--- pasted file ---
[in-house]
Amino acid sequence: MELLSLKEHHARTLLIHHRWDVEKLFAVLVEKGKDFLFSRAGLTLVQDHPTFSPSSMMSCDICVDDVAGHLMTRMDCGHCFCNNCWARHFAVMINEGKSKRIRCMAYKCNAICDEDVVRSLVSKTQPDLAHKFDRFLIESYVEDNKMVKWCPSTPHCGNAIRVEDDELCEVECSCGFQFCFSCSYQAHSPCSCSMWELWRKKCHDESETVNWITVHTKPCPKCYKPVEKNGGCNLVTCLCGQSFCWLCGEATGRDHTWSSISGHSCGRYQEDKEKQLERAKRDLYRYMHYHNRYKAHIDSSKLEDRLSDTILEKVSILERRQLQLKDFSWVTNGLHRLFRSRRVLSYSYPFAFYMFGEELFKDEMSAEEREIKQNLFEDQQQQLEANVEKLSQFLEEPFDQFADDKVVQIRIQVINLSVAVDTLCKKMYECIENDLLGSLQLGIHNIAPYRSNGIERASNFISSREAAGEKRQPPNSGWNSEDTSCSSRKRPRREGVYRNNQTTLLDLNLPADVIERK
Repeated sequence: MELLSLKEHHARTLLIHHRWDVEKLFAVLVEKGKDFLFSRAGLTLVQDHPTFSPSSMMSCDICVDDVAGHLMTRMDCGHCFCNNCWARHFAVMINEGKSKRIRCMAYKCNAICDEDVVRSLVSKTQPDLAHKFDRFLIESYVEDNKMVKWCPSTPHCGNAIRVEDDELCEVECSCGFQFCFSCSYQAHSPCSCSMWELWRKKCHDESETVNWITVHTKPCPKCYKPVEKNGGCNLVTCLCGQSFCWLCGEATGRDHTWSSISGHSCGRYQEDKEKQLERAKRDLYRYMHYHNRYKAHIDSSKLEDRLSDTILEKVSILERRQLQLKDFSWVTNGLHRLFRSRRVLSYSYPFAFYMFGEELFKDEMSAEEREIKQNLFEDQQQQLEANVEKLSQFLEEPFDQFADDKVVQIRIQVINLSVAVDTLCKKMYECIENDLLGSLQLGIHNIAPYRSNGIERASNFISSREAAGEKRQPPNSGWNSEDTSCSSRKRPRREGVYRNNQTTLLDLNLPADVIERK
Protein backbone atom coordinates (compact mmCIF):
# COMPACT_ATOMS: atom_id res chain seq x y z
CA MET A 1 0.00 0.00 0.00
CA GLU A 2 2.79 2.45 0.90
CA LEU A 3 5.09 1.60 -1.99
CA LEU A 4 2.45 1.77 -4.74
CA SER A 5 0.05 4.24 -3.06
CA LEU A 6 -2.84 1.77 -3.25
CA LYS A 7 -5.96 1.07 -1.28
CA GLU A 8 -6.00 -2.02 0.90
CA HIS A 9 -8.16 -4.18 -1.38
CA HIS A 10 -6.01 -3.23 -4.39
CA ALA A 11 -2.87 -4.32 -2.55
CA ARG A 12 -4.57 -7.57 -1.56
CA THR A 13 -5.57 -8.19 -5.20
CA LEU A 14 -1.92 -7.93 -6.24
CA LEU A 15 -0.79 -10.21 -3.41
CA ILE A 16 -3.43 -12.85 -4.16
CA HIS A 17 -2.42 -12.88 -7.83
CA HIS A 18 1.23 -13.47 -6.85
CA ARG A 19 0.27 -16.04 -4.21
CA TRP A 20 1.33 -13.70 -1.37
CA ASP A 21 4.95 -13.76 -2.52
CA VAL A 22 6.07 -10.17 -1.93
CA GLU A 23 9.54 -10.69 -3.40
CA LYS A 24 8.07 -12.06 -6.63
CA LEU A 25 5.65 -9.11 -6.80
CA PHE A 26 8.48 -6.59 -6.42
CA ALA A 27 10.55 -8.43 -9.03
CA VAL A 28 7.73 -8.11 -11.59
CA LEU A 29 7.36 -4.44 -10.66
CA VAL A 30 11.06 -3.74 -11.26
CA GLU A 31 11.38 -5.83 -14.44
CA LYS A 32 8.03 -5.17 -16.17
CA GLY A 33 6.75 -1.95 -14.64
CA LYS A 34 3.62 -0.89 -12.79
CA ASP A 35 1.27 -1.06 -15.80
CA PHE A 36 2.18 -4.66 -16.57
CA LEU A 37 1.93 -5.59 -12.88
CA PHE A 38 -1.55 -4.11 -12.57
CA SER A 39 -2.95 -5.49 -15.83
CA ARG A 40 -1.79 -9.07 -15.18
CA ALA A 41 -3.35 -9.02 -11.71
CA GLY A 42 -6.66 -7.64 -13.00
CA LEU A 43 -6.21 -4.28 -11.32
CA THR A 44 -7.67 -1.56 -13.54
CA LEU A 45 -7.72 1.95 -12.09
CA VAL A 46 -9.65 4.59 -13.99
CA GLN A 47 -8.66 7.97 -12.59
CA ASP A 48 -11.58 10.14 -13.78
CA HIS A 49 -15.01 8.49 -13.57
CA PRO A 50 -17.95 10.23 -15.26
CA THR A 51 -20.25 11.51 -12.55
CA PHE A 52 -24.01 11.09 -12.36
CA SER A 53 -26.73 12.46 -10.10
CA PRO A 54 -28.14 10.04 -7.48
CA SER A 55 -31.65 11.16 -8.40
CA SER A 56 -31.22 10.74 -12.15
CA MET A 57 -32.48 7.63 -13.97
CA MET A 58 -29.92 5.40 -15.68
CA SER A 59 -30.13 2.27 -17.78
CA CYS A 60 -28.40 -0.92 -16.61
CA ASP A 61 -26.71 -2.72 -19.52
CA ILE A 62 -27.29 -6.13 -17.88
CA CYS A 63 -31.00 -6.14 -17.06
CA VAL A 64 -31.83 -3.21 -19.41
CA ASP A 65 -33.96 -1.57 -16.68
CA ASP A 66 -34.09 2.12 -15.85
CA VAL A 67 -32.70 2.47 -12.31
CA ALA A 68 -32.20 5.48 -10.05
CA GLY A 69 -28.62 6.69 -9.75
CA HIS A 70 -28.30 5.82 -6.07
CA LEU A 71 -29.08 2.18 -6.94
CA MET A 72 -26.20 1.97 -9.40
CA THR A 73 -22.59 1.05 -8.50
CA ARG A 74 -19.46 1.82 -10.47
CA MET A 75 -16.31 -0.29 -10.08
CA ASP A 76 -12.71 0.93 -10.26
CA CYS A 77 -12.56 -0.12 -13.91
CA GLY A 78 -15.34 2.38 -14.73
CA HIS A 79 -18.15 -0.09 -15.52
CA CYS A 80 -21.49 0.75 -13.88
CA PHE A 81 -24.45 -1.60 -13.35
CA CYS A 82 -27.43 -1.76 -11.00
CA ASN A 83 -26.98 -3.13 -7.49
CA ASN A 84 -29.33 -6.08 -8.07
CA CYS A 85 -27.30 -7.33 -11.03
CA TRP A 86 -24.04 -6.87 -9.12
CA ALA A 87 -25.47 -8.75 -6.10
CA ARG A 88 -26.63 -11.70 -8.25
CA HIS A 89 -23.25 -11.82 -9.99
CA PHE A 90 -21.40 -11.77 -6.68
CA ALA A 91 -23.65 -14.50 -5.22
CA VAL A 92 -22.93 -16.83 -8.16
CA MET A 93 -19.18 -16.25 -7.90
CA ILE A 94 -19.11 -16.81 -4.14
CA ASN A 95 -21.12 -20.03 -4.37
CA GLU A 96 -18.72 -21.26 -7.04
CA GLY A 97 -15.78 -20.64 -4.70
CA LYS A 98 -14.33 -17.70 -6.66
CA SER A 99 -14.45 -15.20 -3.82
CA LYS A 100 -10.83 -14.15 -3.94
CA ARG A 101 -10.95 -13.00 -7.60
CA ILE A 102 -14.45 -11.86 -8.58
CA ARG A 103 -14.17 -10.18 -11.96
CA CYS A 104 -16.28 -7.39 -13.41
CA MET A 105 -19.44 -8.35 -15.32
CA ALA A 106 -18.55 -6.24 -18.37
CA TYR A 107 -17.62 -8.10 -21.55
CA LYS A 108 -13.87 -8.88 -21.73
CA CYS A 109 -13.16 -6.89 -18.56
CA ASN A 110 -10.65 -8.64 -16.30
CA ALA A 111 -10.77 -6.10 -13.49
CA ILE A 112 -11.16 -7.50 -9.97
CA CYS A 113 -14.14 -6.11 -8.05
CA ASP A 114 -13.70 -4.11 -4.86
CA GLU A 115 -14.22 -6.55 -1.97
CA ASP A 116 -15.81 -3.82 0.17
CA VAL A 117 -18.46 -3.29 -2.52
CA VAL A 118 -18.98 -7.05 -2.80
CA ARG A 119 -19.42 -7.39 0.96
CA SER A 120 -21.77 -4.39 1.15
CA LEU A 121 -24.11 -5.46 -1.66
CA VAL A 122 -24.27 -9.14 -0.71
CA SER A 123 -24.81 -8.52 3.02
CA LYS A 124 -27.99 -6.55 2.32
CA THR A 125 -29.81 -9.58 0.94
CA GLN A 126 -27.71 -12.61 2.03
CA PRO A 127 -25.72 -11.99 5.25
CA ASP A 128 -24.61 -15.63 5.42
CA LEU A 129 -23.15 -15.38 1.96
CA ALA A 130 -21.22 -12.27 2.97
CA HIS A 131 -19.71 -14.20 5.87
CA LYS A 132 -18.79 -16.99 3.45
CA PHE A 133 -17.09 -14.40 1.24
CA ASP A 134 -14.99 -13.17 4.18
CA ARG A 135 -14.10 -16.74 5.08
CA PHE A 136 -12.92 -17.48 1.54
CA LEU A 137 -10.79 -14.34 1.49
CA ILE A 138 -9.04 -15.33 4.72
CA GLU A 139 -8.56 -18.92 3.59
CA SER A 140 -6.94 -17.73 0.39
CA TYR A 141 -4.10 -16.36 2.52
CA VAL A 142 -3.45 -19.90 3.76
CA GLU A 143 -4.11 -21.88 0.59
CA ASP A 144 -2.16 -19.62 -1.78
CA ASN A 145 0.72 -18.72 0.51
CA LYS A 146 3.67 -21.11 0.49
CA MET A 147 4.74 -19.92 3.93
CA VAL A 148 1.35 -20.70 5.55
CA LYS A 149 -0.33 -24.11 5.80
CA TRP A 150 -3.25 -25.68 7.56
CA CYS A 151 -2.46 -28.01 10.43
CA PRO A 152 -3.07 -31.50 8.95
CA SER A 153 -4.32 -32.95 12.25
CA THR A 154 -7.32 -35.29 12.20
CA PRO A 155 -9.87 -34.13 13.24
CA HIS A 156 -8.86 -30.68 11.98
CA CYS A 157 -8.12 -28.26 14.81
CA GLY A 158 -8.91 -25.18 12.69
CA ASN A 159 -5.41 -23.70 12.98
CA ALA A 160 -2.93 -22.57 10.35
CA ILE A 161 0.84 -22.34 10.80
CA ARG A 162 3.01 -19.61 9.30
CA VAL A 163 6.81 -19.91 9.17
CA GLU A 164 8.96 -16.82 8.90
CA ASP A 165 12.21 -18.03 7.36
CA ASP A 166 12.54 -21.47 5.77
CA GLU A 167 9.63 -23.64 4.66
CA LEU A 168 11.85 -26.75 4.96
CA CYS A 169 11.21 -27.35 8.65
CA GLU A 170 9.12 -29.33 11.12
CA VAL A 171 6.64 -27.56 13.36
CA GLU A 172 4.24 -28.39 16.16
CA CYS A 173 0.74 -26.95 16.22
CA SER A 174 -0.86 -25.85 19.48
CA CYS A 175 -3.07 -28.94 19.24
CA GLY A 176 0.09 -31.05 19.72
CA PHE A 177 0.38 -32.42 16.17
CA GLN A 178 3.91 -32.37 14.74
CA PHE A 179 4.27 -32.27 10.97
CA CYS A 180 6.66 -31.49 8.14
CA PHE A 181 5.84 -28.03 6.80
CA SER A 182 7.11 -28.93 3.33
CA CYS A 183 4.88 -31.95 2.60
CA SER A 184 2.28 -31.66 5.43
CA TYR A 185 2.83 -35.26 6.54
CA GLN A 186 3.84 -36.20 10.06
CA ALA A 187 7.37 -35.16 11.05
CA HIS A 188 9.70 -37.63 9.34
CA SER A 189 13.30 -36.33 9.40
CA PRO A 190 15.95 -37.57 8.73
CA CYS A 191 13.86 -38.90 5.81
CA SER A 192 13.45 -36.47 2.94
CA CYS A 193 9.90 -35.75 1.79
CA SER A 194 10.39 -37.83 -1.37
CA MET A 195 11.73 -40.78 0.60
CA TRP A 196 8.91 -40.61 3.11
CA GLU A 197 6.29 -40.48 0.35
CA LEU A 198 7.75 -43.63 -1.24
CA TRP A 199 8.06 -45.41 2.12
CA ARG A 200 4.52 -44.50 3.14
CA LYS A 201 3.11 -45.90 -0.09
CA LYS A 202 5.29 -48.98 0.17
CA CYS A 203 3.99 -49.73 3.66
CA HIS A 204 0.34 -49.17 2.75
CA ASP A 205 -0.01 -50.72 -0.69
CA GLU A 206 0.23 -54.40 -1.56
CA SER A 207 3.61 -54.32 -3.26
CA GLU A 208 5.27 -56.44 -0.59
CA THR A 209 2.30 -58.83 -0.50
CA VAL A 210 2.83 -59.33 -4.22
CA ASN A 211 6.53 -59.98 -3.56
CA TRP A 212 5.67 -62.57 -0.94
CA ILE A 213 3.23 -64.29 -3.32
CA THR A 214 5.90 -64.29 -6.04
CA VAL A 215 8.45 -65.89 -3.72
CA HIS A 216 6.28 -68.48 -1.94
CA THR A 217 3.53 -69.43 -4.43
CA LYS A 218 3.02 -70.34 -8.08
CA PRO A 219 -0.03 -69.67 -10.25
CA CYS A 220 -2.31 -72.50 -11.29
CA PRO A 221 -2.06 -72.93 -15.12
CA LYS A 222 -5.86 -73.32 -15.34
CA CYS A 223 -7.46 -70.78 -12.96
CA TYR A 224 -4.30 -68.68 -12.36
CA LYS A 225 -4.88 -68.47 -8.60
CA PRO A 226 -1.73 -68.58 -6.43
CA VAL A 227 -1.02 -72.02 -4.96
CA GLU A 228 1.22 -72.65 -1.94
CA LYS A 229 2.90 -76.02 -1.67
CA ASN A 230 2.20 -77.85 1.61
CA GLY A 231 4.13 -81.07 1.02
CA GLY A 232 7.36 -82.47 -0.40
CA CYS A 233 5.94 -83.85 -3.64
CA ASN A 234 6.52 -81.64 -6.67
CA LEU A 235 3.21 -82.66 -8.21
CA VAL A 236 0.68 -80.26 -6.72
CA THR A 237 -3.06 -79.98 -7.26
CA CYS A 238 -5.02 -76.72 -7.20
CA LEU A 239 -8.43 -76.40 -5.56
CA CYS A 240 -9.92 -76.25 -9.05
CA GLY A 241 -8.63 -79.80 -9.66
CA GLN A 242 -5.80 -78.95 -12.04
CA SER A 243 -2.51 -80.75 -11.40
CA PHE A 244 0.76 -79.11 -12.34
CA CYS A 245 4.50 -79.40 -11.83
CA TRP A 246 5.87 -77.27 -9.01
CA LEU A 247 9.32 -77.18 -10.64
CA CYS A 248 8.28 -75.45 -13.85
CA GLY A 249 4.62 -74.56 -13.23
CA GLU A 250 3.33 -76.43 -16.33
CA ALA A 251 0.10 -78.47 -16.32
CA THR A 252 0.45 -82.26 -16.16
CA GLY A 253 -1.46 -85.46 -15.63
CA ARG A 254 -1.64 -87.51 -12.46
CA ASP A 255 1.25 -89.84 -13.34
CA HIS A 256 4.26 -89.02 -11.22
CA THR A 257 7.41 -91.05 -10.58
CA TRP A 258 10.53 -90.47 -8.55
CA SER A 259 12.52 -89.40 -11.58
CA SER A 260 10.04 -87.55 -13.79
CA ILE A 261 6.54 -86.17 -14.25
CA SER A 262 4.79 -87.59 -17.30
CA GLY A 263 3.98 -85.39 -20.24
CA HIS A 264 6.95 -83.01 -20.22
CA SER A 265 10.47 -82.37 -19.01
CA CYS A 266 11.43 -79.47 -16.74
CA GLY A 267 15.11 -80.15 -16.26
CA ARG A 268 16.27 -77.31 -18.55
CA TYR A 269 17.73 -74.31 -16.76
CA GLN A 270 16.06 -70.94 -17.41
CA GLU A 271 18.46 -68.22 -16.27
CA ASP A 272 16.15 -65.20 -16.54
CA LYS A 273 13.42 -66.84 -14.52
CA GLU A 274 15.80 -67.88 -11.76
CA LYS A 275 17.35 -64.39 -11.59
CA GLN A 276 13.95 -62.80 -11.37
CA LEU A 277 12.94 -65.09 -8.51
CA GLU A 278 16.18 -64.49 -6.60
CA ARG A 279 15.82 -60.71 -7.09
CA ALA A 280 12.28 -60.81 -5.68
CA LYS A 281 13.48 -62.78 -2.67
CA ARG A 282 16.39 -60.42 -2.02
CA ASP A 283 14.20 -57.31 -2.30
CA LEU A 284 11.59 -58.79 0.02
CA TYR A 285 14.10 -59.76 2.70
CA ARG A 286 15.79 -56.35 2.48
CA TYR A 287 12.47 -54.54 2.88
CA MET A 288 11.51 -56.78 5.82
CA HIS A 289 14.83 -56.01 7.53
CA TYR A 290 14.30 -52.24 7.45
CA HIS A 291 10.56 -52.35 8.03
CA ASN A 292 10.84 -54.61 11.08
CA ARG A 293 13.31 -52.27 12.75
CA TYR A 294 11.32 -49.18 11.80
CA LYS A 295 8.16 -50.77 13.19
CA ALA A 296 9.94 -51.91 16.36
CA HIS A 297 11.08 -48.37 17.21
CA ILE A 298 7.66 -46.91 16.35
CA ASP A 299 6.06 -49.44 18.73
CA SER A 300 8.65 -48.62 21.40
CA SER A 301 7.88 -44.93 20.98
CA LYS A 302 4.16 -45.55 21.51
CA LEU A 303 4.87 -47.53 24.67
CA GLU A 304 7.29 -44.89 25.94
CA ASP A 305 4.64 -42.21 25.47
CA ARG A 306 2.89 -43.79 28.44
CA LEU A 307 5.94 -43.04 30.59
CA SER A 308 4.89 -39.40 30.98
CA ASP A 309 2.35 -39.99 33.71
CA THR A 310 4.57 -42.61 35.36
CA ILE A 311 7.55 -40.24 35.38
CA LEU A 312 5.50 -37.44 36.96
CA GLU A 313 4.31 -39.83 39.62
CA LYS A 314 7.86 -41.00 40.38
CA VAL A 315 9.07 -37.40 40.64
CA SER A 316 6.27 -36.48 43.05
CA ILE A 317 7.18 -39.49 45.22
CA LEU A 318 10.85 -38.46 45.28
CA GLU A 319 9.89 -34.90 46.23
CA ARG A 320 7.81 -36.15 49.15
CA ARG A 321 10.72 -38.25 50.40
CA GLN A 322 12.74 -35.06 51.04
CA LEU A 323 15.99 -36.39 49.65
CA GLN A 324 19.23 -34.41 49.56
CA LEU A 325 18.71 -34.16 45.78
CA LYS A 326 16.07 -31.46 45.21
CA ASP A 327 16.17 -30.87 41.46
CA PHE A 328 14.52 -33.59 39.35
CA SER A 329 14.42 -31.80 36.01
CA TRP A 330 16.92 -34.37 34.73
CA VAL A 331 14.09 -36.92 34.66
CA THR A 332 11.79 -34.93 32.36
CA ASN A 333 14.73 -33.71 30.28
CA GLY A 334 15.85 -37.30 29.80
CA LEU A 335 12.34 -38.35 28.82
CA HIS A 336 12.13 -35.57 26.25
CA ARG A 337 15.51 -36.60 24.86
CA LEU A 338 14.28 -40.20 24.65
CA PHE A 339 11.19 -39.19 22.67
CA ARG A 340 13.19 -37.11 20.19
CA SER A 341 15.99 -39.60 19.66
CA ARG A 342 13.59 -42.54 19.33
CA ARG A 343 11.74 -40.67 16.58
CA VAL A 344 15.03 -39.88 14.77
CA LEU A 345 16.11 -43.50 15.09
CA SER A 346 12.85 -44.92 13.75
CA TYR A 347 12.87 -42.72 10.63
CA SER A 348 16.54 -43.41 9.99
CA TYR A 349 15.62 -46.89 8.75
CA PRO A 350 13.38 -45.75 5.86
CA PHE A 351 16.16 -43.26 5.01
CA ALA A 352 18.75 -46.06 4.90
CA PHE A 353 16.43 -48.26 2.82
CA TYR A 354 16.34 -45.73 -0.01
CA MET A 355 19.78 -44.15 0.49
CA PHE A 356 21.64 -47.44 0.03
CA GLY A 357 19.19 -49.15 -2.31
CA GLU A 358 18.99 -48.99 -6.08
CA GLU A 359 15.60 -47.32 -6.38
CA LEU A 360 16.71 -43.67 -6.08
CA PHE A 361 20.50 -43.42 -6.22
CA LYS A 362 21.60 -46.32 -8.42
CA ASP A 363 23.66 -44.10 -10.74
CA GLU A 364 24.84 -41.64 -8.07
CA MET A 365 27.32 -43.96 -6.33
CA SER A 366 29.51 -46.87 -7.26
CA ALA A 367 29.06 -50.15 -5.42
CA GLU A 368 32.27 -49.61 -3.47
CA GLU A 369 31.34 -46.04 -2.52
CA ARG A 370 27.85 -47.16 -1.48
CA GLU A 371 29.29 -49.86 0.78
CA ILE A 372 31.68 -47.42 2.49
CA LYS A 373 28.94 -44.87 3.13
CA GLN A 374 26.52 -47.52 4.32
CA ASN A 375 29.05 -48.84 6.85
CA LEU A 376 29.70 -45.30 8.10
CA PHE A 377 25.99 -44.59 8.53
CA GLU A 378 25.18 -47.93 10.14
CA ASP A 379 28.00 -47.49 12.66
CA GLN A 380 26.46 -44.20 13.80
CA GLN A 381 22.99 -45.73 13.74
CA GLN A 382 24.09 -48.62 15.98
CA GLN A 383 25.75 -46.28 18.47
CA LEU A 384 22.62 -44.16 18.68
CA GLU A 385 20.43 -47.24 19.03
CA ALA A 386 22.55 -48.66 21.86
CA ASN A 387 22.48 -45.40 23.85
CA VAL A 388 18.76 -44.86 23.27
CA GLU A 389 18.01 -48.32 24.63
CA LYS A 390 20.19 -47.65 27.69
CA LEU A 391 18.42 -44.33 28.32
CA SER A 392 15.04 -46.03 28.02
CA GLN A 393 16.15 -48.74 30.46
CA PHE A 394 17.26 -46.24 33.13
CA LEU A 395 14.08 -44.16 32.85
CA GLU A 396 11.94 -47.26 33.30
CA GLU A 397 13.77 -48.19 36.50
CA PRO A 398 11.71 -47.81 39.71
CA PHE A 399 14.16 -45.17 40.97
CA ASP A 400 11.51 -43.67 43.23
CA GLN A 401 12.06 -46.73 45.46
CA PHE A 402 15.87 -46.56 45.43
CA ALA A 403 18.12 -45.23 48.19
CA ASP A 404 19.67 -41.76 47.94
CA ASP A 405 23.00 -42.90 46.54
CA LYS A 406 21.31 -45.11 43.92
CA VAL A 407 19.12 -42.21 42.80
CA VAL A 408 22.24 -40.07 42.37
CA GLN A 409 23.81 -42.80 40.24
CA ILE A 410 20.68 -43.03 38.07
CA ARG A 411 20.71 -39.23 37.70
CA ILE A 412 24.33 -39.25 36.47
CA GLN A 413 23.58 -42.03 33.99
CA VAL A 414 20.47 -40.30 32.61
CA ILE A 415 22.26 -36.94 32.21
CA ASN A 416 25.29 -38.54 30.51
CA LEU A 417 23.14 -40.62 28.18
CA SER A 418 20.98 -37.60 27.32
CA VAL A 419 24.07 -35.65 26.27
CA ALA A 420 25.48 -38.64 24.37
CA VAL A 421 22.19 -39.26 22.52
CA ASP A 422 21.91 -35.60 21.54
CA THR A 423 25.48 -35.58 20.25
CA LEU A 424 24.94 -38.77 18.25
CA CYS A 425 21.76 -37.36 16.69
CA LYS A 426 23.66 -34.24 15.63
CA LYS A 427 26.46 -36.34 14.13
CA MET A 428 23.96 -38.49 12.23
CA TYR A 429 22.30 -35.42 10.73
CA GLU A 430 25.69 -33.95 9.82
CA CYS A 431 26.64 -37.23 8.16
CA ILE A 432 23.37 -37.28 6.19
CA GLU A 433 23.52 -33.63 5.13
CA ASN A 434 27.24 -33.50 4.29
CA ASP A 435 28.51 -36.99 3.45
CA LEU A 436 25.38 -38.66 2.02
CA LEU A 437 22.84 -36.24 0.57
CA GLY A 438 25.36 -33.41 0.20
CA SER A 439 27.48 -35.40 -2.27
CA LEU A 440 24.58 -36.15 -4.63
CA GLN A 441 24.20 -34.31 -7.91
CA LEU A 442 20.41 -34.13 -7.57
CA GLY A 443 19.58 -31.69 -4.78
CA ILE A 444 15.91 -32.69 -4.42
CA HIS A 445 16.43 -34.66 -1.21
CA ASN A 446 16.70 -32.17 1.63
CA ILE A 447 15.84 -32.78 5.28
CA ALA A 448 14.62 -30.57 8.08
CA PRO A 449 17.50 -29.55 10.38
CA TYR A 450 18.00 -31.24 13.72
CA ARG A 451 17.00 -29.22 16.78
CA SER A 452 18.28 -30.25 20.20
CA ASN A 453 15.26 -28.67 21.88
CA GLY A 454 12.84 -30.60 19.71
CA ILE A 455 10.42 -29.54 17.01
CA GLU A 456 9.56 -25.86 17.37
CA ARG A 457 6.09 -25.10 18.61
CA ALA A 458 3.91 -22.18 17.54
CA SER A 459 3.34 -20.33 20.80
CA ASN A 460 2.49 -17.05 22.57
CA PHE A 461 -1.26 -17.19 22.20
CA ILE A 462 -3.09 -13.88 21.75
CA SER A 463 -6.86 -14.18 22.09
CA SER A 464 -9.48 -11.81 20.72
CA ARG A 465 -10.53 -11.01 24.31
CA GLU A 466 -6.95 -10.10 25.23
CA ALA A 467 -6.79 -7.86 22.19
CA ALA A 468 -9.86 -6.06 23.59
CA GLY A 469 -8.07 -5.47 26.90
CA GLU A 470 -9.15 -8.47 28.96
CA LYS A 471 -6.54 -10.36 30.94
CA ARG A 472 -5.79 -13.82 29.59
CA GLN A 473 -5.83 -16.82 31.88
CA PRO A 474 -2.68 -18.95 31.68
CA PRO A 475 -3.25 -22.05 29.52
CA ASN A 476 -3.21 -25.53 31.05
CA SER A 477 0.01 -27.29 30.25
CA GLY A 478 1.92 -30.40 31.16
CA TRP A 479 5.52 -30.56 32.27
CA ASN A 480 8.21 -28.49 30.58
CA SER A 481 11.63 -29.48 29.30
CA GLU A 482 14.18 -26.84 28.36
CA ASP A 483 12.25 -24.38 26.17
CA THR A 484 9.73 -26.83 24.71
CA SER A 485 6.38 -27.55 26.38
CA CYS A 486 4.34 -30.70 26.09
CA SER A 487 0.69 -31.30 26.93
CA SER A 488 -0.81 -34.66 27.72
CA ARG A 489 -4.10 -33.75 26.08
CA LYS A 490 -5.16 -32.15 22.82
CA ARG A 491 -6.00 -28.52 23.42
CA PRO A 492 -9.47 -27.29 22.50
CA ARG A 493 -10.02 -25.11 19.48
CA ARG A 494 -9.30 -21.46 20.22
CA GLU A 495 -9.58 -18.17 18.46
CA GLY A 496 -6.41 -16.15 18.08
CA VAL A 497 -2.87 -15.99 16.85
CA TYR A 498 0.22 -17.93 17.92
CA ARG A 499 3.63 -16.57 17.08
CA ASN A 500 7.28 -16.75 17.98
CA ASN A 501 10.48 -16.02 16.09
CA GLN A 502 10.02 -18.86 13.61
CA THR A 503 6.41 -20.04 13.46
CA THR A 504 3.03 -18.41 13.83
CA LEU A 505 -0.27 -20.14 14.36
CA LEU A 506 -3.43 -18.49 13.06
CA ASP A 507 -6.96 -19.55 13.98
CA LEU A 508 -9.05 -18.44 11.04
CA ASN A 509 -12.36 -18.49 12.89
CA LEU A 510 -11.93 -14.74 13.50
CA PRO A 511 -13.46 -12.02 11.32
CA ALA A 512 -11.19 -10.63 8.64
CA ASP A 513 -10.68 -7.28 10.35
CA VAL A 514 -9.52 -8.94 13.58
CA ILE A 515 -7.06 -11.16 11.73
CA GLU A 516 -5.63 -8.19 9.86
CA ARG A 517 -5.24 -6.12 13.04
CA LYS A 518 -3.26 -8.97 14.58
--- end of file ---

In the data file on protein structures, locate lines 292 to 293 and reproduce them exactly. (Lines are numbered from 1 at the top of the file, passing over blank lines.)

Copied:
CA TYR A 287 12.47 -54.54 2.88
CA MET A 288 11.51 -56.78 5.82